Poultry has been identified by the World Bank funded Commercial Agricultural Development Program (CADP) as a value chain in the agricultural sector of Enugu State and thus has the potential for commercial agriculture. This work has investigated poultry farms in three production cluster areas in Enugu State namely: Emene (in Enugu East), Ngwo (in Enugu North/Udi) and Nsukka. The study identified the position of each farm, their specific mechanization needs and challenges limiting the performances of these farms. Position and mechanization data were represented in a map for easy and quick information, understanding and decision support which are useful to the government, non-governmental organizations, investors, researchers, consumers, etc. for improving and enhancing poultry production business in Enugu State. The farms visited produce eggs, broilers or layers or combinations of them; and the sizes of the farms range from units of thousands to tens of thousands of birds; these generally are commercial poultry farms but of a low or medium scale levels. The survey reveals that most of the poultry farms are having the following mechanization needs: Power supply, egg handling, road network, waste handling, feed mill, pelleting machine, battery cage, automatic drinker, water pump, and automatic feeder; however this depends on the level of production. Other problems or challenges facing the farms visited as observed during the survey are classified as management problems quantified as 60%, technical problems 30% and the problem of cost 10%. It is therefore concluded that if  these  needs  and  challenges will become adequately tackled, poultry production in Enugu State will be greatly enhanced, thereby improving supply of egg, chicken meat, and layers for producers. Also more jobs will be created and this will positively impact on the economy of the State and the Country at large.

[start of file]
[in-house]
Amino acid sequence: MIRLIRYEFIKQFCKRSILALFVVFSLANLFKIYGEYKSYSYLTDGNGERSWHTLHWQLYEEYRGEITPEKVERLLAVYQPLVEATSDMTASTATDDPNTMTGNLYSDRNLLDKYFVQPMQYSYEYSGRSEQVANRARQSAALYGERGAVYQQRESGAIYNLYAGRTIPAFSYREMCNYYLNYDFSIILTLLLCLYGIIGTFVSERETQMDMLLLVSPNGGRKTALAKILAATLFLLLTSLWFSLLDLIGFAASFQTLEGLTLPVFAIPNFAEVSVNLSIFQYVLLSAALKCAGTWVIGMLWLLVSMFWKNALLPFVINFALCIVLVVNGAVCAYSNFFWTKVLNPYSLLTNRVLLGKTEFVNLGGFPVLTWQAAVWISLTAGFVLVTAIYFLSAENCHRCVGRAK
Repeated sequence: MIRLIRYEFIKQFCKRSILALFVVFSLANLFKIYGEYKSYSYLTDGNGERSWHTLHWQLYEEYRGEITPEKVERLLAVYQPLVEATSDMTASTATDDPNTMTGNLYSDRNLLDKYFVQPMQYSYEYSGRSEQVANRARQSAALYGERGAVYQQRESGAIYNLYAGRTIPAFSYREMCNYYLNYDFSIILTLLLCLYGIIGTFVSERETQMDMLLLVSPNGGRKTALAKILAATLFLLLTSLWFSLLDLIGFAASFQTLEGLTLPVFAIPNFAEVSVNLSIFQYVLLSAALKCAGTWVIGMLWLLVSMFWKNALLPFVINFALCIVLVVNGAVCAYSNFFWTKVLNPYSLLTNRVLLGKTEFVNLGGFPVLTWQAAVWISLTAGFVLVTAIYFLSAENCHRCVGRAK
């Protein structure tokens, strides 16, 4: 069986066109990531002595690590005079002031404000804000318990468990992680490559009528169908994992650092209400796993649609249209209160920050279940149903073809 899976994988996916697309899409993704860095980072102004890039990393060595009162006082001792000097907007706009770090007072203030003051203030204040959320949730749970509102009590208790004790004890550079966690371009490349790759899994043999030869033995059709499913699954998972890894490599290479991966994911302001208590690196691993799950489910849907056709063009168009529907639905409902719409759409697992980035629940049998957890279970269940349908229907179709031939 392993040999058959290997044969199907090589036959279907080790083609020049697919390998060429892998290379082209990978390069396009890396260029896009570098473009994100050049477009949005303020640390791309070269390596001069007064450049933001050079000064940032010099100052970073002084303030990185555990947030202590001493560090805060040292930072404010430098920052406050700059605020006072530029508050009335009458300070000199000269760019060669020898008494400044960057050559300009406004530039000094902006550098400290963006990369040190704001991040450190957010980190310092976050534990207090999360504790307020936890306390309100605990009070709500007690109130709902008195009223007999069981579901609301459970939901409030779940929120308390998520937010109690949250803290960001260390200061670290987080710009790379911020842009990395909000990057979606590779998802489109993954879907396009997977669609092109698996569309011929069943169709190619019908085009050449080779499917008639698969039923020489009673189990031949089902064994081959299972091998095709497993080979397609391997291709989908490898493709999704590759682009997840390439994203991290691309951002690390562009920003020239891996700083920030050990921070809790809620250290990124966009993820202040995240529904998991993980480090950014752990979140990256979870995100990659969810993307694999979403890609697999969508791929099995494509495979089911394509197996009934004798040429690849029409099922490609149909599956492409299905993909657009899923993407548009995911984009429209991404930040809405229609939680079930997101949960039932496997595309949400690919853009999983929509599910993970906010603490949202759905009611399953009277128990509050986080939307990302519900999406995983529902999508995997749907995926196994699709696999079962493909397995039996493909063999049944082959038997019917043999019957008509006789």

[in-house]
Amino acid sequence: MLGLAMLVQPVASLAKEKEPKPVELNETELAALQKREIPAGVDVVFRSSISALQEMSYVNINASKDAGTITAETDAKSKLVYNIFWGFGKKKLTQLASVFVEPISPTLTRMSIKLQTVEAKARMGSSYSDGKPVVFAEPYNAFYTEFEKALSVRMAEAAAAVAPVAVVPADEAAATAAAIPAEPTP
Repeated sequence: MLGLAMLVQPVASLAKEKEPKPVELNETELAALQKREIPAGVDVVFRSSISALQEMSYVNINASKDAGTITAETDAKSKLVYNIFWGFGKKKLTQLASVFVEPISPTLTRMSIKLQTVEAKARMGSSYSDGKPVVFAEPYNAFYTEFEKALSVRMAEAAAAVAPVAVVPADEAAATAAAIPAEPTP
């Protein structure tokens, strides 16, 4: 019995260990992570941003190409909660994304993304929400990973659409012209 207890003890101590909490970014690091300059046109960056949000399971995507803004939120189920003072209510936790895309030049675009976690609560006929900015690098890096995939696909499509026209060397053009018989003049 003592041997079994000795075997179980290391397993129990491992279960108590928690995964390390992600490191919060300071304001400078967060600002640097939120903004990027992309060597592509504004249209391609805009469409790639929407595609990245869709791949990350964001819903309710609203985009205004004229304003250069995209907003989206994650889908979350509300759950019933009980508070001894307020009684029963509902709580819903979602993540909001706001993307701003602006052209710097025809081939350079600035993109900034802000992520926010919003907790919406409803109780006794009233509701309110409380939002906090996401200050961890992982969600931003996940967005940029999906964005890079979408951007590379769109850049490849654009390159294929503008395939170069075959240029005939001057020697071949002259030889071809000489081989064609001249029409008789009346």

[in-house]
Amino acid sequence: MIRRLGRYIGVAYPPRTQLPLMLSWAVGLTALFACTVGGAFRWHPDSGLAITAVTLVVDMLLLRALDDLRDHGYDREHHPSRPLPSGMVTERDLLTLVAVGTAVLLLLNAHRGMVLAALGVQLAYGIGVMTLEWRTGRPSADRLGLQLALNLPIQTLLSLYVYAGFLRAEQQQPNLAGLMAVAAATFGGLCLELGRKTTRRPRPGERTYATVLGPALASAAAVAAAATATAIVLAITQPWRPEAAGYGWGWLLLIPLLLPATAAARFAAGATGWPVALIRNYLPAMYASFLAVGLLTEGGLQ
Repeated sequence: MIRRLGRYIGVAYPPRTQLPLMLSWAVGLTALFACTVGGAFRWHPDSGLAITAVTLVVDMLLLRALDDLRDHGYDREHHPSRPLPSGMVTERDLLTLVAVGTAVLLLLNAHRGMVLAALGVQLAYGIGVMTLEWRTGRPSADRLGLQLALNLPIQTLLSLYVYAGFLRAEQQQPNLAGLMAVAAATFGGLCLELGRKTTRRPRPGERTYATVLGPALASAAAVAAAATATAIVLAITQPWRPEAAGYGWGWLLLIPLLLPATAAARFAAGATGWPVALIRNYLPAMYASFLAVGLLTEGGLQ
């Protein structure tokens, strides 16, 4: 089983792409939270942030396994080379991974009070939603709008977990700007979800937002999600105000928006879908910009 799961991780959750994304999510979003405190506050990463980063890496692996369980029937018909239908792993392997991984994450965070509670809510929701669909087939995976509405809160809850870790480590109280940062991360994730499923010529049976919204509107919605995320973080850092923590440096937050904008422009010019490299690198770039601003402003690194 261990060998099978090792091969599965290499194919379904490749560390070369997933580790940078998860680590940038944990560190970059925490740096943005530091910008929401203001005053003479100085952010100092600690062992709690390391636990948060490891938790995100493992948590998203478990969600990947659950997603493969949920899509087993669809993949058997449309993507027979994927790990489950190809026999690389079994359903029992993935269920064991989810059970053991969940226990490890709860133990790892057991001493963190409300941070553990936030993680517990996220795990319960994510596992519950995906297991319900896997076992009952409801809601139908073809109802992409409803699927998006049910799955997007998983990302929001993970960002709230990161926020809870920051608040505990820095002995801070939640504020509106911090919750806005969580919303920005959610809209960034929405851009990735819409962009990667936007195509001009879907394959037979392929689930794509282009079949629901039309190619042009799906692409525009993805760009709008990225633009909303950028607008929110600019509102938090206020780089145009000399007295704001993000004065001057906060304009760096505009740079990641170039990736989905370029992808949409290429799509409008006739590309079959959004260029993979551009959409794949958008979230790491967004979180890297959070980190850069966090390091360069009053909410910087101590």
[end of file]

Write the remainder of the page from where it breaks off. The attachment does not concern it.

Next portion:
Recommendations

From the findings earlier stated, the following recommendations are made:

(i) There is need for continual workshops, training, enlightenment campaign and continuing education for poultry farmers; and this can be achieved through improved extension services by the various government and non-government agencies. This will help to address the management and technical problems/challenges encountered by the farmers.

(ii) The government should encourage the engineers and researchers through grants, incentives and favourable policies to develop indigenous technologies which will be affordable while adequately addressing the mechanization needs of the poultry farmers at their various levels of production, especially for egg and waste handling.

(iii) Necessary infrastructure such as good road network should be planned and implemented by the government to minimize all losses associated with bad roads and increase networking, marketing and associated business opportunities.

(iv) Considering that many of the machines used by high level commercial farmers are electrically powered, and the general need of electricity for lighting and simple heating; concerted efforts should be made by government and non-governmental organizations to provide steady electric power supply.

 

 


 CONFLICT OF INTERESTS

The authors have not declared any conflict of interests.